One of the messages military members can take away from Suicide Awareness and Prevention Month each September is that it is their responsibility to serve as wingmen to all their brothers and sisters in arms.
During a virtual presentation Sept. 16, which was part of the observance month’s activities at Joint Base San Antonio, Texas, a retired Air Force master sergeant and Wounded Warrior ambassador, Ashley Dunning, described how finding a true wingman helped her turn despair into hope.
“I joined the Air Force right out of high school in 2003,” Dunning said. “I left an abusive background. My leadership and peers became my family and I felt at home.”
The family-like support did not last long, Dunning said. During her first assignment, she was sexually assaulted after a night of drinking. She tried talking to some of her close friends and reached out to her immediate chain of command, but she said no one believed her.
As time passed, Dunning’s career continued and her location changed. She enjoyed her next assignment, and she wanted to leave behind the trauma she had experienced. However, one day at a pool event, Dunning’s daughter was having trouble with her bathing suit top. The incident triggered her past trauma.
Additional incidents followed.
Dunning and her husband worked in close proximity but did not have the same supervisor. Her husband’s supervisor began acting inappropriately toward her, she said, sending her text messages and making sexual comments. This harassment ended shortly afterward when Dunning brought the situation to her leadership. The incident was investigated and the individual was removed.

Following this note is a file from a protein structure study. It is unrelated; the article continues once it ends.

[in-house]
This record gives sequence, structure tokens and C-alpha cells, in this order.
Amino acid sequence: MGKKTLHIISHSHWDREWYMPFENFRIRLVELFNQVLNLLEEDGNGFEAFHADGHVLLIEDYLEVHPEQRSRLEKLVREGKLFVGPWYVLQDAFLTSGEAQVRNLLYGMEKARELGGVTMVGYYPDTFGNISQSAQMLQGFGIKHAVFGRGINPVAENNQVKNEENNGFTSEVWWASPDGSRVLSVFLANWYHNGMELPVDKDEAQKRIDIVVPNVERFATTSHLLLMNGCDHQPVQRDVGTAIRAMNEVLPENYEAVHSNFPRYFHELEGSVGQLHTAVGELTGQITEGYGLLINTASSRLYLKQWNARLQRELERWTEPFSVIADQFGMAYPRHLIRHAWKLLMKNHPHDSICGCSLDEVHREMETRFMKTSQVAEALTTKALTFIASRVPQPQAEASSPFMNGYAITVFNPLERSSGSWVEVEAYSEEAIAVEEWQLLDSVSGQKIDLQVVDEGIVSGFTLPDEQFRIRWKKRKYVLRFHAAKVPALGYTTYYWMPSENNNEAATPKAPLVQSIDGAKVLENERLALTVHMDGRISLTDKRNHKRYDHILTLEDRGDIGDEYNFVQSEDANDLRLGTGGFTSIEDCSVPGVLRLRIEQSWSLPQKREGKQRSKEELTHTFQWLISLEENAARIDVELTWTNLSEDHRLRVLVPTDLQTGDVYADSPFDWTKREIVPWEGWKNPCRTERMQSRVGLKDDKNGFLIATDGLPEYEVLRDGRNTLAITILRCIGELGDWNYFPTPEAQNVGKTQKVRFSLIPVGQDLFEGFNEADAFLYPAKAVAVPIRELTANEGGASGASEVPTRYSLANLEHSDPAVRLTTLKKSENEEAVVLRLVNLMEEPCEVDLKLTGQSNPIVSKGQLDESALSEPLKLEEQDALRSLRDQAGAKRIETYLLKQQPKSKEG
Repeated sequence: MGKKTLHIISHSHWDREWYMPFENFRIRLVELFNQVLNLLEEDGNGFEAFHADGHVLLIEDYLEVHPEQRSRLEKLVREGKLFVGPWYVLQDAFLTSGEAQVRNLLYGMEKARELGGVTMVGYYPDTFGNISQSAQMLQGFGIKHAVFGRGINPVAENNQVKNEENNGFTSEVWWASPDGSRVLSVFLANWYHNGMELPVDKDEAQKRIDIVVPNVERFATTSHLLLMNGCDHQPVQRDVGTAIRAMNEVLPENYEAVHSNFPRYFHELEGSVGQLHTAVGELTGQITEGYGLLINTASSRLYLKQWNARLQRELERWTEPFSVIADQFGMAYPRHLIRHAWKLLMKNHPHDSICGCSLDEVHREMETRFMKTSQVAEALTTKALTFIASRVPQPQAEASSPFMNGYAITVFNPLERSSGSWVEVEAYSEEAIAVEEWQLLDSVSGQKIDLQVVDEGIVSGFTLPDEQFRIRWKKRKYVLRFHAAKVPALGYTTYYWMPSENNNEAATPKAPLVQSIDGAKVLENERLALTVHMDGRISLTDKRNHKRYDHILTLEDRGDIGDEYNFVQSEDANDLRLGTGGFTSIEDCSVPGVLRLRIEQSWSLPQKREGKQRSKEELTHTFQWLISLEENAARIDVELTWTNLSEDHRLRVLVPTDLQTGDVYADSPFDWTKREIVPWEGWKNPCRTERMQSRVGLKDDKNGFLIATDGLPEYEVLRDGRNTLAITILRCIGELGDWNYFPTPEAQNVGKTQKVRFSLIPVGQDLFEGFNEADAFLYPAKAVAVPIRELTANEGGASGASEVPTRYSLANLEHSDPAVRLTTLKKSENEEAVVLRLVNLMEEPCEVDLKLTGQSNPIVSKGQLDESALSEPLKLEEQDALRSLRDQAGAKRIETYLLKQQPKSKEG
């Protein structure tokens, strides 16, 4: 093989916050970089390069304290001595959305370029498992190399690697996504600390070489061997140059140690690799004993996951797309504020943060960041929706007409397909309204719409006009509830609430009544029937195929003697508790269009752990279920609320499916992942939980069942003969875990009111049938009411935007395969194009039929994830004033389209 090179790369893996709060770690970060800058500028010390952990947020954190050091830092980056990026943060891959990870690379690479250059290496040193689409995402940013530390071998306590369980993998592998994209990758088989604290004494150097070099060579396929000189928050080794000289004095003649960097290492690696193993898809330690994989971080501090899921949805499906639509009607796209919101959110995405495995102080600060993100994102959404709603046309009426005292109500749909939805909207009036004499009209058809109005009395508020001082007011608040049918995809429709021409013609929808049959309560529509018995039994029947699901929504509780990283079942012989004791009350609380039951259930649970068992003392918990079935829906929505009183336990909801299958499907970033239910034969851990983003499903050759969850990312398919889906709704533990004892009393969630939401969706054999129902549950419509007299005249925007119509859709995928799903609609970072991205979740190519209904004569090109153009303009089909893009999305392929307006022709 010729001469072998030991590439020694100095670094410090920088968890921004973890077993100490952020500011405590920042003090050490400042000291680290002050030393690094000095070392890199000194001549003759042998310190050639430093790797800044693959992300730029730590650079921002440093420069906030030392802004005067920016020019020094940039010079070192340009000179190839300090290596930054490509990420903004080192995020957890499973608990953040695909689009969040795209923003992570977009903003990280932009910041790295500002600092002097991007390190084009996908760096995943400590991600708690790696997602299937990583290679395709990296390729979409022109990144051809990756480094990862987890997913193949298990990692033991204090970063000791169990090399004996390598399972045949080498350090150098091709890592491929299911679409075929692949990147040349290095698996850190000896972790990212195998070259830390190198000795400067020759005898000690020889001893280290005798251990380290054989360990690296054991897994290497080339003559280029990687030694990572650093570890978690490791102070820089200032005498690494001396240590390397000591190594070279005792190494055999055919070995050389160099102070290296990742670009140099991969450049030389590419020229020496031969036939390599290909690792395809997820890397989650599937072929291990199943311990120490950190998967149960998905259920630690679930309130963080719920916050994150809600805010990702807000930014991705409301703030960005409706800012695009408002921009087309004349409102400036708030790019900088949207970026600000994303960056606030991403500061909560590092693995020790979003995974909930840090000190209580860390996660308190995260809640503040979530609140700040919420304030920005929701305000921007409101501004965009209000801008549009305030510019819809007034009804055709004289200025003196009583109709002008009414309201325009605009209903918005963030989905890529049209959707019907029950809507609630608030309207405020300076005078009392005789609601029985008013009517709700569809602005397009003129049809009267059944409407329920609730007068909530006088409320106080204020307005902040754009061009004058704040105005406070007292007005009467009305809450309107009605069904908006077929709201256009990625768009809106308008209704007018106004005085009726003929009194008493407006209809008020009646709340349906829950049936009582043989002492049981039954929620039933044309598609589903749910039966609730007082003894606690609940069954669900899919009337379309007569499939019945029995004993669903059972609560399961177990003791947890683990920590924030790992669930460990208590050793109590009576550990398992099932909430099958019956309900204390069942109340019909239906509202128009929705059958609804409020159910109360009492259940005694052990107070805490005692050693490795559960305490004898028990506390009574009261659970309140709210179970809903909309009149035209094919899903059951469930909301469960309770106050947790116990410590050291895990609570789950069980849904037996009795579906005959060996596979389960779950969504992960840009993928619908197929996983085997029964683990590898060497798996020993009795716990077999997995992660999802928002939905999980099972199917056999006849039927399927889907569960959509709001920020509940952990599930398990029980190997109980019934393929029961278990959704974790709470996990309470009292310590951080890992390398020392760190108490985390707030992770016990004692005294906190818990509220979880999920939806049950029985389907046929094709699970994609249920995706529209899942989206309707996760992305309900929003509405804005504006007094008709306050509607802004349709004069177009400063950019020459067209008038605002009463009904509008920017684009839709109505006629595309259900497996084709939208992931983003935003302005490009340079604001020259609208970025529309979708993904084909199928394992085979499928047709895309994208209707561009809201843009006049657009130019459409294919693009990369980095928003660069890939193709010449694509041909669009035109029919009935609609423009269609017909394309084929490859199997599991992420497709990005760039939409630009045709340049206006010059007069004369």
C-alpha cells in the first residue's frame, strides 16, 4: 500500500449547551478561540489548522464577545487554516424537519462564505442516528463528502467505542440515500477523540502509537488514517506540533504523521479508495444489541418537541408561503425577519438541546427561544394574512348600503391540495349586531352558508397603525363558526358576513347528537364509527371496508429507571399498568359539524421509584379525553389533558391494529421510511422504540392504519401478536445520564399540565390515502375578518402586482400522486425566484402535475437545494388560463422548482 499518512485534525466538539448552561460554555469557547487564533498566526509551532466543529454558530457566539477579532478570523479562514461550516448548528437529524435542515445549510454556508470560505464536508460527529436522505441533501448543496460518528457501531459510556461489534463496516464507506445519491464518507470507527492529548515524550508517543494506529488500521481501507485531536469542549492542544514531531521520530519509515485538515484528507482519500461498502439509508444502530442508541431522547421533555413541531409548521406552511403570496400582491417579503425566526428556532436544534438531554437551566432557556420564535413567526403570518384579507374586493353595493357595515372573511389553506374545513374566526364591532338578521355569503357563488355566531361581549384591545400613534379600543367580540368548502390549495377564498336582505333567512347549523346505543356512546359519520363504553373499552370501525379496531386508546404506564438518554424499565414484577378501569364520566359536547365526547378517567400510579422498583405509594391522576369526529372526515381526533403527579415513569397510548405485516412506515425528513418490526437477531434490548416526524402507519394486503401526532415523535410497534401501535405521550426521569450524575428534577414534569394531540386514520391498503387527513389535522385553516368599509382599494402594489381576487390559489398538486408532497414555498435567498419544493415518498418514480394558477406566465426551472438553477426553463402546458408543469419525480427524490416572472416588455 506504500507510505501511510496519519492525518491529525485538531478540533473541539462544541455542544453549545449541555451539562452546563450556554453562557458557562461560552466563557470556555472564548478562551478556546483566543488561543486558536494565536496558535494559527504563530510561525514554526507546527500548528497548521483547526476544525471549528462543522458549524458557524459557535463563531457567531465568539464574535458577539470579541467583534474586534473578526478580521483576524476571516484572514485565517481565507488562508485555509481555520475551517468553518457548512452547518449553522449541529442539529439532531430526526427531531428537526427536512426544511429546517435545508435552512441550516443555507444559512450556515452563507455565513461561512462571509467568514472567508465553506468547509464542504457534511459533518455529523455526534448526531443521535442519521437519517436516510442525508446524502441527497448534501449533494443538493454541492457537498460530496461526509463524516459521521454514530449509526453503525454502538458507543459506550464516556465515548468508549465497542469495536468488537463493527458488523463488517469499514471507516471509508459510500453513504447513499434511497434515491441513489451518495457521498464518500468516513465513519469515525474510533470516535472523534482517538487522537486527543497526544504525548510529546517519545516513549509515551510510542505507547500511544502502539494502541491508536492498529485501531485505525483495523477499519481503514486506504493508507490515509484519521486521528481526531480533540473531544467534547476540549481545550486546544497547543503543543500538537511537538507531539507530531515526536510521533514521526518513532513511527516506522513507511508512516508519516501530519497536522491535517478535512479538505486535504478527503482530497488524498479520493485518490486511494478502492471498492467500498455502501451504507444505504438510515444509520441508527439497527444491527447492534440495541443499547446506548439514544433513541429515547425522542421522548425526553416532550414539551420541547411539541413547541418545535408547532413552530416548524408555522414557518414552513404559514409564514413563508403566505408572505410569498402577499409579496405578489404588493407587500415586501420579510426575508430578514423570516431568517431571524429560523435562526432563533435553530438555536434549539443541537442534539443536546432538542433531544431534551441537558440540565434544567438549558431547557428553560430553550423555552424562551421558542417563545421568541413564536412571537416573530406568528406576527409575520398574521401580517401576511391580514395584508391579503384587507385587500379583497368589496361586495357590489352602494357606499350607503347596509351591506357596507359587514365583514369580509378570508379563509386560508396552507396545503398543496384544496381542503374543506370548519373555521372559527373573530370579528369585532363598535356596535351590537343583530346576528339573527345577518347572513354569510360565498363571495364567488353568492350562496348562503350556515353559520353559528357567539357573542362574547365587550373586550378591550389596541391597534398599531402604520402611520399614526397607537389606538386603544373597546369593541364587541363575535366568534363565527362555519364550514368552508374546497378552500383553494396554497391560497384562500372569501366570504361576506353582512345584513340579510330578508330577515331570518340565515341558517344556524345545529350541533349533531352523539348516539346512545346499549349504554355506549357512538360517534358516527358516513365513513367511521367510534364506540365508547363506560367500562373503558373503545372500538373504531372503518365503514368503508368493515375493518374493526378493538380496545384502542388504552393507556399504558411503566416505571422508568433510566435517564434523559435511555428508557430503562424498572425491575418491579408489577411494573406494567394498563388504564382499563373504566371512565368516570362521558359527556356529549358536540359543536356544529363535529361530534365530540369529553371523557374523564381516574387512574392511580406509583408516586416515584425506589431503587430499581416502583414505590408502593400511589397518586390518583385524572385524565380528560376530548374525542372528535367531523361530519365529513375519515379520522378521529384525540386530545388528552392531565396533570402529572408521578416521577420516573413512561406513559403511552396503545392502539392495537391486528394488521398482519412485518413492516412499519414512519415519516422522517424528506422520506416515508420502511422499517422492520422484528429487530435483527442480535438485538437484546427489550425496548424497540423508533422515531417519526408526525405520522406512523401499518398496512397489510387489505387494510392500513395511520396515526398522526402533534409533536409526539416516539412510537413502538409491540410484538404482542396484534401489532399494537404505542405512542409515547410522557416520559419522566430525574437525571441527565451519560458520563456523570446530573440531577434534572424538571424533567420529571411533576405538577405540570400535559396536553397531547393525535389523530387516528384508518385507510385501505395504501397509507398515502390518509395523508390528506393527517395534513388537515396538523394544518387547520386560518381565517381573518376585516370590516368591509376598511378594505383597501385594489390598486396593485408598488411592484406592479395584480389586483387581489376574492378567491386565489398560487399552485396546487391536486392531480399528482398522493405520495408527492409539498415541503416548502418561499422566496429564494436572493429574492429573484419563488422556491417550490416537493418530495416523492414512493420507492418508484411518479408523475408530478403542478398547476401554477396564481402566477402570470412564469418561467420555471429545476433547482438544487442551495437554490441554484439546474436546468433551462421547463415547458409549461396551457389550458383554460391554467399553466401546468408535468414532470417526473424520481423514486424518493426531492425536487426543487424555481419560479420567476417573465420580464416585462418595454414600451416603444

Dunning was then moved from wing command to a major command, or MAJCOM. With her job at MAJCOM, her triggers became worse. She became hyper-vigilant, and couldn’t sleep.
“I became more anxious,” she said. “All of my past instances were coming to me at once, and I knew that I needed help.”?
Dunning immediately went to her leadership and explained that she was struggling with the new additional responsibilities, but her superiors did not offer support, she said.
During this time, the already overwhelmed Dunning also was forced to put her dog down and requested some time off to recover. Her leadership told her to wait until the weekend, she said. So, she scheduled a visit with a mental health clinician.
“I had no source of support at my installation,” Dunning said. “My female functional manager called me a worthless NCO and made me feel like I was the problem. My passive suicidal thoughts became more active.”
Dunning started visiting a mental health provider five days a week, eight hours a day, in order to cope with trauma. She went up her chain of command, explaining that her job was becoming detrimental to her health.
Finally, after she climbed higher through her chain of command, Dunning met a command chief who gave her a chance and supported her, she said. She also continued a 30-day inpatient program and was able to finally focus on herself and not have to worry about anything else.
Having a support system helped her and gave her what she needed to stay mentally prepared and resilient, Dunning said. Now, she is an active ambassador in the Air Force Wounded Warrior program.
“My purpose before was to wear the uniform, and I needed to find something new,” she said. “Now, I’m here to help people. I have always been a giver at heart. There is not a single road to recovery or progress for instances like these; it takes time.”
Dunning said she gets a little emotional when she looks back at her journey.
“I work really hard on my happiness,” she said. “I knew that I wanted my pain to stop and now I know how I can help those in the same situation.”
For information on suicide prevention, visit the Air Force Wingman Online Suicide Prevention website at http://www.wingmanonline.org/Home or call 866-966-1020.